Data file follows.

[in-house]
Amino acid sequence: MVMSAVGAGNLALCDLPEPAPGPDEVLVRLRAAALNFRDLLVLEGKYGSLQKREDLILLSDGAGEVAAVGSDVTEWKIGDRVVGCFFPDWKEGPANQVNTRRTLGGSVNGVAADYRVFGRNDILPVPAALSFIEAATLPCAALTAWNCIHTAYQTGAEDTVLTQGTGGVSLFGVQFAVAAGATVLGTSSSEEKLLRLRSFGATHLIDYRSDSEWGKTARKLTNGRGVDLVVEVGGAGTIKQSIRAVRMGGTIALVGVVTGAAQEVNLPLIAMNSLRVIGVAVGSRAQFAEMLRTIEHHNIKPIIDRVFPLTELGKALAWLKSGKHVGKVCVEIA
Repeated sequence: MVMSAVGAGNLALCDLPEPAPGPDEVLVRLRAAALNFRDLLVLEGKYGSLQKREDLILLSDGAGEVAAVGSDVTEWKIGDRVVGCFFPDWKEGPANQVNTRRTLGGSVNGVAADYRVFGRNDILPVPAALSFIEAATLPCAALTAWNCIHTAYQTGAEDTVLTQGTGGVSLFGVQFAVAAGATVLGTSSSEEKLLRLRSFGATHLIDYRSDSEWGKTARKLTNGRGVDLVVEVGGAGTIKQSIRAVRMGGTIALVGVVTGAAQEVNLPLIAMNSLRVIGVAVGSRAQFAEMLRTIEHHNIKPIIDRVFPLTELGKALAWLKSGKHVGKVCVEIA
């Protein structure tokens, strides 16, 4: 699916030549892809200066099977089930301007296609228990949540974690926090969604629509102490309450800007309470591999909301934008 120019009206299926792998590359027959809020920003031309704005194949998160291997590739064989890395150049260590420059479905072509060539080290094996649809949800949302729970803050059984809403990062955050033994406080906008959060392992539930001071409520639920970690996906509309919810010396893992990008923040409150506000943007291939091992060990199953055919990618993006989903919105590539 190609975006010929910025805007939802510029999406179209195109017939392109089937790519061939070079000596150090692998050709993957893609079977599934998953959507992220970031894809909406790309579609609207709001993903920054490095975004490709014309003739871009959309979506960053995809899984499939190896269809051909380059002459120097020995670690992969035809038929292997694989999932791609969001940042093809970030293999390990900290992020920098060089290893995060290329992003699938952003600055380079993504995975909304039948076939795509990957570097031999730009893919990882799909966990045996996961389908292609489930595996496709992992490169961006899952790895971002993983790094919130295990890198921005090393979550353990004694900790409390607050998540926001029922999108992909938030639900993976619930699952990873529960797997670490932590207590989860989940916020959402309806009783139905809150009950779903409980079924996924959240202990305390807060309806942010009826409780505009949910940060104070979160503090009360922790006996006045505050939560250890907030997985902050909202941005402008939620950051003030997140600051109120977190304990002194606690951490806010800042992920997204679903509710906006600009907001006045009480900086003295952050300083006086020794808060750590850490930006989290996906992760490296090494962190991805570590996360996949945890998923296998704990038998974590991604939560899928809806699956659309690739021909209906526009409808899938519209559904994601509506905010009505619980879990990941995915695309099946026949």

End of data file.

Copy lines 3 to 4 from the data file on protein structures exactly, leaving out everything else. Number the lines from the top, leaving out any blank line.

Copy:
Repeated sequence: MVMSAVGAGNLALCDLPEPAPGPDEVLVRLRAAALNFRDLLVLEGKYGSLQKREDLILLSDGAGEVAAVGSDVTEWKIGDRVVGCFFPDWKEGPANQVNTRRTLGGSVNGVAADYRVFGRNDILPVPAALSFIEAATLPCAALTAWNCIHTAYQTGAEDTVLTQGTGGVSLFGVQFAVAAGATVLGTSSSEEKLLRLRSFGATHLIDYRSDSEWGKTARKLTNGRGVDLVVEVGGAGTIKQSIRAVRMGGTIALVGVVTGAAQEVNLPLIAMNSLRVIGVAVGSRAQFAEMLRTIEHHNIKPIIDRVFPLTELGKALAWLKSGKHVGKVCVEIA
């Protein structure tokens, strides 16, 4: 699916030549892809200066099977089930301007296609228990949540974690926090969604629509102490309450800007309470591999909301934008 120019009206299926792998590359027959809020920003031309704005194949998160291997590739064989890395150049260590420059479905072509060539080290094996649809949800949302729970803050059984809403990062955050033994406080906008959060392992539930001071409520639920970690996906509309919810010396893992990008923040409150506000943007291939091992060990199953055919990618993006989903919105590539 190609975006010929910025805007939802510029999406179209195109017939392109089937790519061939070079000596150090692998050709993957893609079977599934998953959507992220970031894809909406790309579609609207709001993903920054490095975004490709014309003739871009959309979506960053995809899984499939190896269809051909380059002459120097020995670690992969035809038929292997694989999932791609969001940042093809970030293999390990900290992020920098060089290893995060290329992003699938952003600055380079993504995975909304039948076939795509990957570097031999730009893919990882799909966990045996996961389908292609489930595996496709992992490169961006899952790895971002993983790094919130295990890198921005090393979550353990004694900790409390607050998540926001029922999108992909938030639900993976619930699952990873529960797997670490932590207590989860989940916020959402309806009783139905809150009950779903409980079924996924959240202990305390807060309806942010009826409780505009949910940060104070979160503090009360922790006996006045505050939560250890907030997985902050909202941005402008939620950051003030997140600051109120977190304990002194606690951490806010800042992920997204679903509710906006600009907001006045009480900086003295952050300083006086020794808060750590850490930006989290996906992760490296090494962190991805570590996360996949945890998923296998704990038998974590991604939560899928809806699956659309690739021909209906526009409808899938519209559904994601509506905010009505619980879990990941995915695309099946026949």